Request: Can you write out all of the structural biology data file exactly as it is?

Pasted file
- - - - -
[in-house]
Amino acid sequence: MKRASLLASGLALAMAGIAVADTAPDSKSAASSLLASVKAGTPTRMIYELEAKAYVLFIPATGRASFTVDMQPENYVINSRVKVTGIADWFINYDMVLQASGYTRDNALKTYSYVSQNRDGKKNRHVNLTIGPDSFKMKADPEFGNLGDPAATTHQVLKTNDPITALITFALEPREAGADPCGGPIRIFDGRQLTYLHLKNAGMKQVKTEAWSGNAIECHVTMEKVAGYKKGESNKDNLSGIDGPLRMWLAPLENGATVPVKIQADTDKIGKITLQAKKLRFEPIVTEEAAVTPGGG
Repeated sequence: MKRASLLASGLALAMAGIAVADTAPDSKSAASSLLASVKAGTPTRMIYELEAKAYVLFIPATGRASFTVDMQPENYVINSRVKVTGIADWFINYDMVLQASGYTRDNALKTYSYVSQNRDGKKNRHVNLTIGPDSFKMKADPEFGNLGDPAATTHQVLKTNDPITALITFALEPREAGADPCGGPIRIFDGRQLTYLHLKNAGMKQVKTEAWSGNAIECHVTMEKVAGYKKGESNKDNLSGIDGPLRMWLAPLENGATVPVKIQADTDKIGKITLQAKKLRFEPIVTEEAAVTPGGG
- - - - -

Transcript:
[in-house]
Amino acid sequence: MKRASLLASGLALAMAGIAVADTAPDSKSAASSLLASVKAGTPTRMIYELEAKAYVLFIPATGRASFTVDMQPENYVINSRVKVTGIADWFINYDMVLQASGYTRDNALKTYSYVSQNRDGKKNRHVNLTIGPDSFKMKADPEFGNLGDPAATTHQVLKTNDPITALITFALEPREAGADPCGGPIRIFDGRQLTYLHLKNAGMKQVKTEAWSGNAIECHVTMEKVAGYKKGESNKDNLSGIDGPLRMWLAPLENGATVPVKIQADTDKIGKITLQAKKLRFEPIVTEEAAVTPGGG
Repeated sequence: MKRASLLASGLALAMAGIAVADTAPDSKSAASSLLASVKAGTPTRMIYELEAKAYVLFIPATGRASFTVDMQPENYVINSRVKVTGIADWFINYDMVLQASGYTRDNALKTYSYVSQNRDGKKNRHVNLTIGPDSFKMKADPEFGNLGDPAATTHQVLKTNDPITALITFALEPREAGADPCGGPIRIFDGRQLTYLHLKNAGMKQVKTEAWSGNAIECHVTMEKVAGYKKGESNKDNLSGIDGPLRMWLAPLENGATVPVKIQADTDKIGKITLQAKKLRFEPIVTEEAAVTPGGG